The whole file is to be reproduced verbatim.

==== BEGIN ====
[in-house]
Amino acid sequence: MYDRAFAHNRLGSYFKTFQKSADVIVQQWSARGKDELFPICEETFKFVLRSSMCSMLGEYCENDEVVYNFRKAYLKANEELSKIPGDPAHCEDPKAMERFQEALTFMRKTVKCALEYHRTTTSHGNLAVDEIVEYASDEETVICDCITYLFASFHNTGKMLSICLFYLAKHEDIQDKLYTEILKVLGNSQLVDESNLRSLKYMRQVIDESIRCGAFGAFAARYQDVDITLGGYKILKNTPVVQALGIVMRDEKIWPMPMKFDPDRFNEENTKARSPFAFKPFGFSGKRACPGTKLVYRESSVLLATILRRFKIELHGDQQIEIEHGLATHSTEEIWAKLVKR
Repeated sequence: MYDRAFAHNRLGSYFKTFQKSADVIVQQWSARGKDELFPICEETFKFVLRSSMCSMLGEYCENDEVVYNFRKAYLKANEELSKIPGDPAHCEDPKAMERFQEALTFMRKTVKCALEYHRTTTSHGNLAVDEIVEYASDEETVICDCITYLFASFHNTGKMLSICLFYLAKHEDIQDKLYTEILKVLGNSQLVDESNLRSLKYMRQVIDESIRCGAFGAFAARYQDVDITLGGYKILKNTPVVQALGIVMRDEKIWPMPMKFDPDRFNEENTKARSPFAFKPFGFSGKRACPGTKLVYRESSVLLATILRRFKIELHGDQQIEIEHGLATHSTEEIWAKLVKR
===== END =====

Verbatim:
[in-house]
Amino acid sequence: MYDRAFAHNRLGSYFKTFQKSADVIVQQWSARGKDELFPICEETFKFVLRSSMCSMLGEYCENDEVVYNFRKAYLKANEELSKIPGDPAHCEDPKAMERFQEALTFMRKTVKCALEYHRTTTSHGNLAVDEIVEYASDEETVICDCITYLFASFHNTGKMLSICLFYLAKHEDIQDKLYTEILKVLGNSQLVDESNLRSLKYMRQVIDESIRCGAFGAFAARYQDVDITLGGYKILKNTPVVQALGIVMRDEKIWPMPMKFDPDRFNEENTKARSPFAFKPFGFSGKRACPGTKLVYRESSVLLATILRRFKIELHGDQQIEIEHGLATHSTEEIWAKLVKR
Repeated sequence: MYDRAFAHNRLGSYFKTFQKSADVIVQQWSARGKDELFPICEETFKFVLRSSMCSMLGEYCENDEVVYNFRKAYLKANEELSKIPGDPAHCEDPKAMERFQEALTFMRKTVKCALEYHRTTTSHGNLAVDEIVEYASDEETVICDCITYLFASFHNTGKMLSICLFYLAKHEDIQDKLYTEILKVLGNSQLVDESNLRSLKYMRQVIDESIRCGAFGAFAARYQDVDITLGGYKILKNTPVVQALGIVMRDEKIWPMPMKFDPDRFNEENTKARSPFAFKPFGFSGKRACPGTKLVYRESSVLLATILRRFKIELHGDQQIEIEHGLATHSTEEIWAKLVKR